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Complaint with Cottages.com not being answered!

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Complaint with Cottages.com not being answered!

13 replies 246 views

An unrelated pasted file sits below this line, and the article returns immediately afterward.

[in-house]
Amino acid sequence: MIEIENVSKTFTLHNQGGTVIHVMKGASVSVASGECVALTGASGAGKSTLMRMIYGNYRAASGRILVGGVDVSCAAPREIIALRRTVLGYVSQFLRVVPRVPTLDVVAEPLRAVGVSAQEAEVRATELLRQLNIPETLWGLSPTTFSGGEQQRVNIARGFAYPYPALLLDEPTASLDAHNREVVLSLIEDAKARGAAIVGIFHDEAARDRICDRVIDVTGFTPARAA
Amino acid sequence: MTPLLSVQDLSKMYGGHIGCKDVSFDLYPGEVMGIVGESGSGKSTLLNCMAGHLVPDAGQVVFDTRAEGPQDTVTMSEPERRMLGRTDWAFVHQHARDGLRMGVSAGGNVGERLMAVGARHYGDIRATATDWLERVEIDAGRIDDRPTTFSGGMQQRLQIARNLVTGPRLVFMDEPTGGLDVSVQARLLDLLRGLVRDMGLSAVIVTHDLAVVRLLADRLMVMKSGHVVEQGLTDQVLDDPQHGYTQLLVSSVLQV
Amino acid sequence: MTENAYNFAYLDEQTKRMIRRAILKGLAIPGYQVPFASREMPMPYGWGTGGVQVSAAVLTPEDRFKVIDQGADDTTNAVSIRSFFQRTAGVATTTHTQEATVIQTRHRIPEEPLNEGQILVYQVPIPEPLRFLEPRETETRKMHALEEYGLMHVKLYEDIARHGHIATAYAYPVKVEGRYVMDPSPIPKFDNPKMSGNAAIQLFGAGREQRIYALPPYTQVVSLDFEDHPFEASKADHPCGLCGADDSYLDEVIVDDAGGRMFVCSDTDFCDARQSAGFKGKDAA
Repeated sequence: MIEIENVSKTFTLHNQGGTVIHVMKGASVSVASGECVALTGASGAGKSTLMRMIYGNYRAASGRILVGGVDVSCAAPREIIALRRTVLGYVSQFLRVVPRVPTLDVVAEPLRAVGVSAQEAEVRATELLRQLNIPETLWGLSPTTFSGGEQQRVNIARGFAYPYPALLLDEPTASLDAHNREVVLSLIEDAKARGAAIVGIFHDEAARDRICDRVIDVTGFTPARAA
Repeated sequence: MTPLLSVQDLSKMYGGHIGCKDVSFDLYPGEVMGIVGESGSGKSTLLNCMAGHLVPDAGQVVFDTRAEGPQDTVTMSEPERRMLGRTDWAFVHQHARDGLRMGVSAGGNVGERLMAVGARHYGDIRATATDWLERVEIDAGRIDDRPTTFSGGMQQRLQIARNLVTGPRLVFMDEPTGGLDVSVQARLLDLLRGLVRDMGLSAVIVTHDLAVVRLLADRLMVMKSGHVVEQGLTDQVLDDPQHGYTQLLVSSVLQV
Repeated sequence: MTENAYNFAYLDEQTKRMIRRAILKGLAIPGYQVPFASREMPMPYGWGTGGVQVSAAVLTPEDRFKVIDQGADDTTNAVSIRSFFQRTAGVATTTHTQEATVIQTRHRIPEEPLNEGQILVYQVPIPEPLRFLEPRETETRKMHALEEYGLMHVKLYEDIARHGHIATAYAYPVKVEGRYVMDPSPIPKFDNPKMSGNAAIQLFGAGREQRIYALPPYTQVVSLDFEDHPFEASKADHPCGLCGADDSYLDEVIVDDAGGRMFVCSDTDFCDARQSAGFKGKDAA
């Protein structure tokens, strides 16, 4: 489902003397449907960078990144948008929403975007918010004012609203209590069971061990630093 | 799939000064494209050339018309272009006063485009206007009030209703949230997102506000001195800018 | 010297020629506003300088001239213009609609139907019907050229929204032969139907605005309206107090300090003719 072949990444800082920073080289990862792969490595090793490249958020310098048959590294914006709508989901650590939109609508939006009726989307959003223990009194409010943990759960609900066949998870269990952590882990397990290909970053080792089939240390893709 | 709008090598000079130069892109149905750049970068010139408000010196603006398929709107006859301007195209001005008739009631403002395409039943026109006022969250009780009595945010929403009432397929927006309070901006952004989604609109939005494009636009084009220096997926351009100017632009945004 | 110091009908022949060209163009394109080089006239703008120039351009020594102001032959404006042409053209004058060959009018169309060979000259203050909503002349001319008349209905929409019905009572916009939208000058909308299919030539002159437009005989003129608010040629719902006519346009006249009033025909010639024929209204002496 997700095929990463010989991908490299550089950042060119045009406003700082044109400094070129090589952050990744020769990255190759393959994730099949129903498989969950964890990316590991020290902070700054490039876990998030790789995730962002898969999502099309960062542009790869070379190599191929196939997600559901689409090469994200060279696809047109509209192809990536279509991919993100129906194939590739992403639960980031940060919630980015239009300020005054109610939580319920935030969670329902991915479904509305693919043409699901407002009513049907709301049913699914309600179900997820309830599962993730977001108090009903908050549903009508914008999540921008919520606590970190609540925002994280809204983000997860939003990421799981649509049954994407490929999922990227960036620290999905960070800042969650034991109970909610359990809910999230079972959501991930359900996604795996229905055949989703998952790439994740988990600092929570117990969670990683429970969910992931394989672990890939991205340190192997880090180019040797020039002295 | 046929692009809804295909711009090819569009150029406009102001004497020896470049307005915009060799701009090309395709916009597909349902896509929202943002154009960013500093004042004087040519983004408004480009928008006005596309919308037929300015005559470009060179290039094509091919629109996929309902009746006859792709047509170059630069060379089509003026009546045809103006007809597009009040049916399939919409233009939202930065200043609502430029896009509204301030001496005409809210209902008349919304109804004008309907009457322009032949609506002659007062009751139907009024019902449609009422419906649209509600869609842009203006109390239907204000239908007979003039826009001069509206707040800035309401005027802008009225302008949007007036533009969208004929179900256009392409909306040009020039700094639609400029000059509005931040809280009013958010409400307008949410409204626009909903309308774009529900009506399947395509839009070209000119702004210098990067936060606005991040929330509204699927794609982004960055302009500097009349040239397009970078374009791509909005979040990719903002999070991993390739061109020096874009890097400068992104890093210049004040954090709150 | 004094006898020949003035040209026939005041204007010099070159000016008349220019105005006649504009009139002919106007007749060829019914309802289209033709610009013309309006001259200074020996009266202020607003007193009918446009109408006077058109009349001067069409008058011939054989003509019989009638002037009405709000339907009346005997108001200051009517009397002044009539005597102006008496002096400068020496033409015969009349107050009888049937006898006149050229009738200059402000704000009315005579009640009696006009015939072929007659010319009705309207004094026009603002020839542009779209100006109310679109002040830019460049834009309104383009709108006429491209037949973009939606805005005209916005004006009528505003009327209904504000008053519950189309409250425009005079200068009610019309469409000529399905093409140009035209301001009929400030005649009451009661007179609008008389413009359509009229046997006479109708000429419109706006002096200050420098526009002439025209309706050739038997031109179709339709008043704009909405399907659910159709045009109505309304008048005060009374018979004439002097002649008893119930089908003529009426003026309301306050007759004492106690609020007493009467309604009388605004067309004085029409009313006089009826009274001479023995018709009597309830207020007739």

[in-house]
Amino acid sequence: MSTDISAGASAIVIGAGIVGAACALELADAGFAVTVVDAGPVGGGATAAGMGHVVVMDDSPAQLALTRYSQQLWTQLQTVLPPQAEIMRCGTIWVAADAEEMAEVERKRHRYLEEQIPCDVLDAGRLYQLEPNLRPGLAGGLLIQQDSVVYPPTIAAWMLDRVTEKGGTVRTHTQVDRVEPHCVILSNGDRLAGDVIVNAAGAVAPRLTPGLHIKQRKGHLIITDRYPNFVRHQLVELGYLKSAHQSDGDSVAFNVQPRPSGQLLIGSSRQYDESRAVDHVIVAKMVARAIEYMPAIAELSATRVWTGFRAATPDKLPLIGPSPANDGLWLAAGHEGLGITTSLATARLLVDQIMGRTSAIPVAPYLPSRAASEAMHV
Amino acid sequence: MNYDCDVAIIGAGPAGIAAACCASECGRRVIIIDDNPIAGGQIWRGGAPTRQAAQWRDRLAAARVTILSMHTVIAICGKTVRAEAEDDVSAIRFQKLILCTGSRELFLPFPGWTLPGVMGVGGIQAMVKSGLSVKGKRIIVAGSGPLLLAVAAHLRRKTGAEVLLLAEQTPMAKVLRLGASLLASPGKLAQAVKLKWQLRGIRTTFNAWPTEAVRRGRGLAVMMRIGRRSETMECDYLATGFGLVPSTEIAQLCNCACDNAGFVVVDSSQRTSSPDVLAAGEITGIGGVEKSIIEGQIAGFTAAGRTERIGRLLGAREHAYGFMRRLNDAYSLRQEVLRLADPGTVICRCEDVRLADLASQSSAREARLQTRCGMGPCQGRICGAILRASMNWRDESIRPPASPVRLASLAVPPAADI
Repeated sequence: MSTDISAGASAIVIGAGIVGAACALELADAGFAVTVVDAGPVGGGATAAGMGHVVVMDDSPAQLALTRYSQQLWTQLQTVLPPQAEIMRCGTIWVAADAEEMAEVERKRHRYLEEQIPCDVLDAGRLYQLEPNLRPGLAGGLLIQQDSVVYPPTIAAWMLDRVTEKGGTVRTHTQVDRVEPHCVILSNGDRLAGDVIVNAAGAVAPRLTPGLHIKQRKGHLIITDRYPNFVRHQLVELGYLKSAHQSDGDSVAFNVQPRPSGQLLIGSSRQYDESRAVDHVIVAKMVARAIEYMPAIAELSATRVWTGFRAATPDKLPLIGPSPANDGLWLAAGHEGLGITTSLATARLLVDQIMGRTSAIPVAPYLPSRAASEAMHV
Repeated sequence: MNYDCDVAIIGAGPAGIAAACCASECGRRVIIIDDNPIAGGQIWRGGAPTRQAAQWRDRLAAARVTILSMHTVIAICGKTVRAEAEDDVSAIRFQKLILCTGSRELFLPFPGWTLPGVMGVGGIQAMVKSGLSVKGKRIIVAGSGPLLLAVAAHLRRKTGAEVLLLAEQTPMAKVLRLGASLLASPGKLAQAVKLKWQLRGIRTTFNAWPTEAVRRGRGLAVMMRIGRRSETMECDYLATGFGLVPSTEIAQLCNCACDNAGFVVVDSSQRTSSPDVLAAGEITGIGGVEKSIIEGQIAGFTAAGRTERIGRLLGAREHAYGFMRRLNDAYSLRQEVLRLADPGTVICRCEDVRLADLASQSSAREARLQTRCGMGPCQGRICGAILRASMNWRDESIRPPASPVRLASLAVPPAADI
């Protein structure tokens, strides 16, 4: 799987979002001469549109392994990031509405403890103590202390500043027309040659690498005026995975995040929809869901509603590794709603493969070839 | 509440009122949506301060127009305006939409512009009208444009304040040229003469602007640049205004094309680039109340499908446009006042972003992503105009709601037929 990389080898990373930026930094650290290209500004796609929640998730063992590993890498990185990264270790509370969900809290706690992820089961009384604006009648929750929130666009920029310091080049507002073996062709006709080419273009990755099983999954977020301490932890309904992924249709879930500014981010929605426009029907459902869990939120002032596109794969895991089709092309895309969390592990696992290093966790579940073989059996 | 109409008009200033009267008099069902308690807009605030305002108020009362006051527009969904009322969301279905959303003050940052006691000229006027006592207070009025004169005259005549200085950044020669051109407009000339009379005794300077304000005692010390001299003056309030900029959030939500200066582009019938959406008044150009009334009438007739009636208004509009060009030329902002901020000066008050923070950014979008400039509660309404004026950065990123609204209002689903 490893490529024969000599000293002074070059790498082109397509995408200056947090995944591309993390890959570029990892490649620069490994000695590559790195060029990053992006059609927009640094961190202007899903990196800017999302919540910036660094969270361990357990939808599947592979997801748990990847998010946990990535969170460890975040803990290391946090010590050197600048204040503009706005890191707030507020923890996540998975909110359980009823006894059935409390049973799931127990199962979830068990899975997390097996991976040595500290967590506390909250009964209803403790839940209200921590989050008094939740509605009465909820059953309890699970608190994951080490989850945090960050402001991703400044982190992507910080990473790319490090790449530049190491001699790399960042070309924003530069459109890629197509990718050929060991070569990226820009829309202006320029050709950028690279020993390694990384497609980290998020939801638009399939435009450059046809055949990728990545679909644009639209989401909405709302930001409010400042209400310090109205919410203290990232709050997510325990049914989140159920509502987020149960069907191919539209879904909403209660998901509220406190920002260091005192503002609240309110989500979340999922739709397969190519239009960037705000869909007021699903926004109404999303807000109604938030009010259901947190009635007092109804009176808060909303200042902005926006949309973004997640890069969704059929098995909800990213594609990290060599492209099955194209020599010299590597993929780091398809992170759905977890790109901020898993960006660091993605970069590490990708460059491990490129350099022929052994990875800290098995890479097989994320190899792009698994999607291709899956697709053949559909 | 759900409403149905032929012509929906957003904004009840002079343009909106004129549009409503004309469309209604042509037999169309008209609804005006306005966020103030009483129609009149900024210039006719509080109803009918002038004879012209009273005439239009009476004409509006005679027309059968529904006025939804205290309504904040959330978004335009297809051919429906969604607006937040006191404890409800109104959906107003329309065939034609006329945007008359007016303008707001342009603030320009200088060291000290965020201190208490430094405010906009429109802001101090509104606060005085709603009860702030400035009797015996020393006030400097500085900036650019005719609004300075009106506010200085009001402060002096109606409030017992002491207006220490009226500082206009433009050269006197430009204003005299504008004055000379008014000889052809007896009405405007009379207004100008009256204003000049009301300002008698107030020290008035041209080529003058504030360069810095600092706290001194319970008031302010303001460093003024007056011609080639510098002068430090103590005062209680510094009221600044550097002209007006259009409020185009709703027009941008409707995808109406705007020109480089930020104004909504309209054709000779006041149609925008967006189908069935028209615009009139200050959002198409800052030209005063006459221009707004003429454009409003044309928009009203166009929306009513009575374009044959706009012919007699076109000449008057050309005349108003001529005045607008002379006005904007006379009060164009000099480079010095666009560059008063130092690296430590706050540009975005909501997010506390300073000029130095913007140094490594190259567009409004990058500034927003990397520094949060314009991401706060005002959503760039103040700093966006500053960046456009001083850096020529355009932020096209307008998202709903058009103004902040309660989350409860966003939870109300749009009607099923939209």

I booked a holiday through Scottish Country Cottages (Cottages.com) a couple of weeks before taking that holiday in October 2020.  There were various problems encountered at the supposed luxury cottage throughout the week but the main one was no water (at all) coming out of any tap (hot or cold) on 3 separate occasions throughout the week.  As the owner was not nearby, it was very difficult to get a hold of him in order to get the water sorted.  We also had no mobile signal at the property so had to keep driving up the road to try and reach him on the phone.  This wasted several hours.  On each occasion we lost water, the owner eventually sent someone round to fix it and it was fixed on each of those 3 occasions.  However, it marred our holiday experience so on the day we left we spoke to the owner to say we were not happy about the experience we had had.  The owner was quite horrible and said we should be grateful that he managed to get the water turned back on again 3 times!  I think he was completely missing the point that this was meant to be a holiday.  We wrote a letter of complaint to Scottish Country Cottages, addressed to the email stated in their terms and conditions.  They said they could take up to 28 days to answer the complaint but to date, 70 days later, we have received no response whatsoever!  We have chased them 3 times but still no answer. We know they are receiving all our emails as we receive an automated response straight back saying they have our email.  In our letter of complaint, we asked for a partial refund of £345, which equated to about 25% of the total cost.  We deemed this fair for what we had to put up with.  However, to not even get a response, I am unsure what to do next and how to proceed.  Does anyone have any ideas on what I can do next?  Is there an Ombudsman I can go to, to get this sorted out?